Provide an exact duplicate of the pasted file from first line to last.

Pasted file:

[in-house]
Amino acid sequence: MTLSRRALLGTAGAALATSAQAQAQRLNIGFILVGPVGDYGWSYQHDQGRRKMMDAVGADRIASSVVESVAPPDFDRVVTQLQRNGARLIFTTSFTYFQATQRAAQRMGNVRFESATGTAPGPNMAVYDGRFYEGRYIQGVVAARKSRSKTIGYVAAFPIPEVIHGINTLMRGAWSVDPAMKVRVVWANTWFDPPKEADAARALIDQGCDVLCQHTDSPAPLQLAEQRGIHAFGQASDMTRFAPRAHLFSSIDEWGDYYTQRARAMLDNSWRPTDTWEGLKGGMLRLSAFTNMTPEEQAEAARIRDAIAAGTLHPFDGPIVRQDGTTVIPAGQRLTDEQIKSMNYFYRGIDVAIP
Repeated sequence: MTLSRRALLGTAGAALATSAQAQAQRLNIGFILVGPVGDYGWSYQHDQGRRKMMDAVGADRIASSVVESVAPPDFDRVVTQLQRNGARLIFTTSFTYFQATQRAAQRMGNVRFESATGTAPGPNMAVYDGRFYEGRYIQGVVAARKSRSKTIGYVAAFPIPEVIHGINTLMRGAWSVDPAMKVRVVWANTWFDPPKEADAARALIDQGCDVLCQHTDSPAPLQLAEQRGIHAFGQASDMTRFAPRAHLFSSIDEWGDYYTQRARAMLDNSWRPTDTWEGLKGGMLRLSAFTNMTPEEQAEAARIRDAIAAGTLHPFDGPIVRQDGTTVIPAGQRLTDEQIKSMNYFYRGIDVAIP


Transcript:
[in-house]
Amino acid sequence: MTLSRRALLGTAGAALATSAQAQAQRLNIGFILVGPVGDYGWSYQHDQGRRKMMDAVGADRIASSVVESVAPPDFDRVVTQLQRNGARLIFTTSFTYFQATQRAAQRMGNVRFESATGTAPGPNMAVYDGRFYEGRYIQGVVAARKSRSKTIGYVAAFPIPEVIHGINTLMRGAWSVDPAMKVRVVWANTWFDPPKEADAARALIDQGCDVLCQHTDSPAPLQLAEQRGIHAFGQASDMTRFAPRAHLFSSIDEWGDYYTQRARAMLDNSWRPTDTWEGLKGGMLRLSAFTNMTPEEQAEAARIRDAIAAGTLHPFDGPIVRQDGTTVIPAGQRLTDEQIKSMNYFYRGIDVAIP
Repeated sequence: MTLSRRALLGTAGAALATSAQAQAQRLNIGFILVGPVGDYGWSYQHDQGRRKMMDAVGADRIASSVVESVAPPDFDRVVTQLQRNGARLIFTTSFTYFQATQRAAQRMGNVRFESATGTAPGPNMAVYDGRFYEGRYIQGVVAARKSRSKTIGYVAAFPIPEVIHGINTLMRGAWSVDPAMKVRVVWANTWFDPPKEADAARALIDQGCDVLCQHTDSPAPLQLAEQRGIHAFGQASDMTRFAPRAHLFSSIDEWGDYYTQRARAMLDNSWRPTDTWEGLKGGMLRLSAFTNMTPEEQAEAARIRDAIAAGTLHPFDGPIVRQDGTTVIPAGQRLTDEQIKSMNYFYRGIDVAIP